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1961, Modern Latin, from the name of Ernest O. Lawrence (1901-1958), U.S. physicist, cyclotron pioneer and founder of the lab where it was discovered.
lawrencium law·ren·ci·um (lô-rěn'sē-əm, lō-)
A radioactive synthetic element produced from californium and having isotopes with mass numbers 253 through 260 and half-lives of 650 milliseconds to 3 minutes; atomic number 103.
A synthetic, radioactive metallic element of the actinide series that is produced by bombarding californium with boron ions. Its most stable isotope is Lr 262 with a half-life of 3.6 hours. Atomic number 103. See Periodic Table.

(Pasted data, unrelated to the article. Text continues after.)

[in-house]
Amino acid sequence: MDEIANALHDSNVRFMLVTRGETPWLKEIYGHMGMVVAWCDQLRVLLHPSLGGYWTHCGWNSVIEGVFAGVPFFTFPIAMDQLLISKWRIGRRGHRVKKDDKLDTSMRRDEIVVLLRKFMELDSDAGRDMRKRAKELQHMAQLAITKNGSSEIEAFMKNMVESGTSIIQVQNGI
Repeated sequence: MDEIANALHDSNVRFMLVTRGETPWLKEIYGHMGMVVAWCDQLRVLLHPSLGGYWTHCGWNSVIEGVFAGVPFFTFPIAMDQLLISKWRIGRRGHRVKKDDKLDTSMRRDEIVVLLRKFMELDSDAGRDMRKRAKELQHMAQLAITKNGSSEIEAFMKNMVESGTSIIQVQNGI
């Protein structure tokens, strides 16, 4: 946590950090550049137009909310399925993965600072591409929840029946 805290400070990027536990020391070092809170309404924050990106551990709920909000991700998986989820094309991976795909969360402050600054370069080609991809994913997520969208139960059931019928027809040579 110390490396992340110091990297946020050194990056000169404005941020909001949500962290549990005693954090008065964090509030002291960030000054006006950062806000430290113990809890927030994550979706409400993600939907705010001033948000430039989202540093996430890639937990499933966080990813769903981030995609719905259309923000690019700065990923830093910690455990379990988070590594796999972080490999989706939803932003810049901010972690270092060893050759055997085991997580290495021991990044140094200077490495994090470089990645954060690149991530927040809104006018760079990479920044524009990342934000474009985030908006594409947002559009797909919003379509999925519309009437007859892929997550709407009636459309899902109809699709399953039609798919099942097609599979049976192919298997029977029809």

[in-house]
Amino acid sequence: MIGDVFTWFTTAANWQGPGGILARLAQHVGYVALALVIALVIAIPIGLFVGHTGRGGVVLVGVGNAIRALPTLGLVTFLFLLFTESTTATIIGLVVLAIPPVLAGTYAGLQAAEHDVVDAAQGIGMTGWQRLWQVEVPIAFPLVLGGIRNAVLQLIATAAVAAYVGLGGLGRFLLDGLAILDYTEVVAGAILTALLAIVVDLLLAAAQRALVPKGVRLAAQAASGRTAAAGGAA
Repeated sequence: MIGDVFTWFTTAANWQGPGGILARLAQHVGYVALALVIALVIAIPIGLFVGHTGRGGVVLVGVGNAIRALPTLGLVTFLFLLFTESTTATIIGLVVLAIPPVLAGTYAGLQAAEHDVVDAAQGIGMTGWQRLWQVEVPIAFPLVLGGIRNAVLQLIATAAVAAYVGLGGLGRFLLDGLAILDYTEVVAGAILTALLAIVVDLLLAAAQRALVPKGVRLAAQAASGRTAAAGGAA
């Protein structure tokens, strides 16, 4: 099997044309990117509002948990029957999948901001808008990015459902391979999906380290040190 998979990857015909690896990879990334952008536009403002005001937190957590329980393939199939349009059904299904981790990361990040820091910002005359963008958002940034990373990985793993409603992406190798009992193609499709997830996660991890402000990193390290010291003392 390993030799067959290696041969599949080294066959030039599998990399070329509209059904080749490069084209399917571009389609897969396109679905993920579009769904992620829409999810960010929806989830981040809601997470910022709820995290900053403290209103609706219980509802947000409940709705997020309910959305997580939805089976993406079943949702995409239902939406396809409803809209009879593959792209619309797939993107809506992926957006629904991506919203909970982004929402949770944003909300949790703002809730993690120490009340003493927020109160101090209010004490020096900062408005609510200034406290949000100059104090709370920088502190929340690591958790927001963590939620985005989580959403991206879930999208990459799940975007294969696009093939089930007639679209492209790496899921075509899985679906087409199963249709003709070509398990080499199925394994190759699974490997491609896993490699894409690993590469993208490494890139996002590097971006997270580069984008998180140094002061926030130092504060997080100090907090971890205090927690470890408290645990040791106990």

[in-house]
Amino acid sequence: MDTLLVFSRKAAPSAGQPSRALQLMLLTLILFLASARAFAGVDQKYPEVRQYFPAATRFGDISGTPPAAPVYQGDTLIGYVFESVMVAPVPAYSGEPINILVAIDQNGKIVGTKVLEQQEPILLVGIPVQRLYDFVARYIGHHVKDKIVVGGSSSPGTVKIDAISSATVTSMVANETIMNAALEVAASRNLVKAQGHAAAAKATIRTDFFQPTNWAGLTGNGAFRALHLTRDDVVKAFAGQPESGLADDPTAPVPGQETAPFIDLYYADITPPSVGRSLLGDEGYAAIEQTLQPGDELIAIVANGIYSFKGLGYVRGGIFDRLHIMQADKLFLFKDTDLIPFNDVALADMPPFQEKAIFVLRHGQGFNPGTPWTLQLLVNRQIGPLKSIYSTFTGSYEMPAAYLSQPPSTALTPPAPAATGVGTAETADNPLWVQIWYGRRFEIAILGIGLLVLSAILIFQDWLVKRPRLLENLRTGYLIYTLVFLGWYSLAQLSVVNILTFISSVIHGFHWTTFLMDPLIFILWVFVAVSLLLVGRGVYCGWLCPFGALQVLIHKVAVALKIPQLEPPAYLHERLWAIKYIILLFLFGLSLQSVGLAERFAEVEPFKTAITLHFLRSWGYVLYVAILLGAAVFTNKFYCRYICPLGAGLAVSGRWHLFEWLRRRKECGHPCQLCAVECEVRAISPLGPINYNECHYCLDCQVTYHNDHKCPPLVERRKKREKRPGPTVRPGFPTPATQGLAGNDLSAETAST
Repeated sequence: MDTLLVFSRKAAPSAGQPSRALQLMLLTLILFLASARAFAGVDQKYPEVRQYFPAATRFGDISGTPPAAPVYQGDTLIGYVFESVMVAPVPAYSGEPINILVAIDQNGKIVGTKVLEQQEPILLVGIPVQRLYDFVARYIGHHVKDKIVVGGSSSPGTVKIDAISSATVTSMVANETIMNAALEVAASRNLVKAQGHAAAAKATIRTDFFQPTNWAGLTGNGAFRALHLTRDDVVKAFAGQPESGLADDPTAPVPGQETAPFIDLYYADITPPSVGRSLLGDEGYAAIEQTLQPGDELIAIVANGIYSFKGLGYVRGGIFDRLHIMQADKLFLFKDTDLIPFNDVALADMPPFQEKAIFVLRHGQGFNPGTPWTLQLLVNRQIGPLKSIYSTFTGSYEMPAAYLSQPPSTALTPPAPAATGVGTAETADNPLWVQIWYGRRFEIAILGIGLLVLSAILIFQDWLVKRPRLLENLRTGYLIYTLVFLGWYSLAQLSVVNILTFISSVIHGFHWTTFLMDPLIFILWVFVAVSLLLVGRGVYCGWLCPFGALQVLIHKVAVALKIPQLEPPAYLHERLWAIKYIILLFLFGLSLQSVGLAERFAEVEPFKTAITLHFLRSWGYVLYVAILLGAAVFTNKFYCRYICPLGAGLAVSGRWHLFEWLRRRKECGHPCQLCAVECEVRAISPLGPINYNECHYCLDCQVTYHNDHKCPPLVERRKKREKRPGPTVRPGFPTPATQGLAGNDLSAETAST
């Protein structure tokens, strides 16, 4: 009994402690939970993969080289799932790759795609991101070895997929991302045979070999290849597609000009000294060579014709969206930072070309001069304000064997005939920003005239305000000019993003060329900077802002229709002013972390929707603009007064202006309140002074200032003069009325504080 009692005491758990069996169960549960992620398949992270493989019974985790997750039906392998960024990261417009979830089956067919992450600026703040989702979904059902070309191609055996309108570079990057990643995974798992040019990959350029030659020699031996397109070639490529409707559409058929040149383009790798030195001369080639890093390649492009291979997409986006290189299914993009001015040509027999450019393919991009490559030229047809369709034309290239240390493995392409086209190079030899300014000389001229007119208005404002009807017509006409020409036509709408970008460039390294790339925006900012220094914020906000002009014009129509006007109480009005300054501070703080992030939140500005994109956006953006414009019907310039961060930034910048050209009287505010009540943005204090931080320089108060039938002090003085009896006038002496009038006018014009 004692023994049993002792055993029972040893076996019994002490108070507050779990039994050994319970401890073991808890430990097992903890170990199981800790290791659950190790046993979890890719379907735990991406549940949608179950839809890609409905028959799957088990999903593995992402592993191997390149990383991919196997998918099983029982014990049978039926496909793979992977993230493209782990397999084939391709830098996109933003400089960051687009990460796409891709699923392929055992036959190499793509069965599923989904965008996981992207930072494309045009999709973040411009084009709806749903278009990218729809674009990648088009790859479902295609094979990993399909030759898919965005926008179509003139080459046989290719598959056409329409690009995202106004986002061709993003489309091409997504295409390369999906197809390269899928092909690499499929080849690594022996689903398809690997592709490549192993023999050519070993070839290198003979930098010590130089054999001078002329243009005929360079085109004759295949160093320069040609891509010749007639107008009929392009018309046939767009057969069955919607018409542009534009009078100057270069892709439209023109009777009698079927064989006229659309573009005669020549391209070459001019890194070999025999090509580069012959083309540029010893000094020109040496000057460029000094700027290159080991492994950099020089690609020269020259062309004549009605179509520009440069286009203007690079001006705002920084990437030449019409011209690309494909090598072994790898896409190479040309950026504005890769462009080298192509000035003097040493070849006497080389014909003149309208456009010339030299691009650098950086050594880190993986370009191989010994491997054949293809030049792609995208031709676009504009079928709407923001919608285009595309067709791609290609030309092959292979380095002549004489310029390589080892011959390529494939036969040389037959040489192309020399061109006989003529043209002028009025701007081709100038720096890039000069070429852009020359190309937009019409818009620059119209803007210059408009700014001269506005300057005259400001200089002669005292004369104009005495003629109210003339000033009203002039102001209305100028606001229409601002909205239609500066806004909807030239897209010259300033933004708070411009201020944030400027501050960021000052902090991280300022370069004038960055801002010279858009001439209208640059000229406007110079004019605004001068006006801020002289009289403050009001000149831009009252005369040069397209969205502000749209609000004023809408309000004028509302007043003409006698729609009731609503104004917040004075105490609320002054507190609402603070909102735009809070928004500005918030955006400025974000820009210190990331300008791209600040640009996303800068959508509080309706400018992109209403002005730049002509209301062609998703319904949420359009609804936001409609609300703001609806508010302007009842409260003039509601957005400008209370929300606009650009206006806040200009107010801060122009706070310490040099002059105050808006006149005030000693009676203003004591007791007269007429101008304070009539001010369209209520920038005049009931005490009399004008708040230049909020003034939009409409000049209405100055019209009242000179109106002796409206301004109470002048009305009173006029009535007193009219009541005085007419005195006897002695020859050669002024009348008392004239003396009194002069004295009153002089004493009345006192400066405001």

(Lr), synthetic chemical element, the 14th member of the actinoid series of the periodic table, atomic number 103. Not occurring in nature, lawrencium (as the isotopes lawrencium-257, lawrencium-258, and lawrencium-259) was produced (1961) by Albert Ghiorso, T. Sikkeland, A.E. Larsh, and R.M. Latimer at the University of California, Berkeley, by bombarding a mixture of the longest-lived isotopes of californium (atomic number 98) with boron ions (atomic number 5) accelerated in a heavy-ion linear accelerator. A team of Soviet scientists at the Joint Institute for Nuclear Research in Dubna discovered (1965) lawrencium-256 (35-second half-life), which the Berkeley group used to show that lawrencium behaves more like the tripositive elements in the actinide series than like predominantly dipositive nobelium (atomic number 102).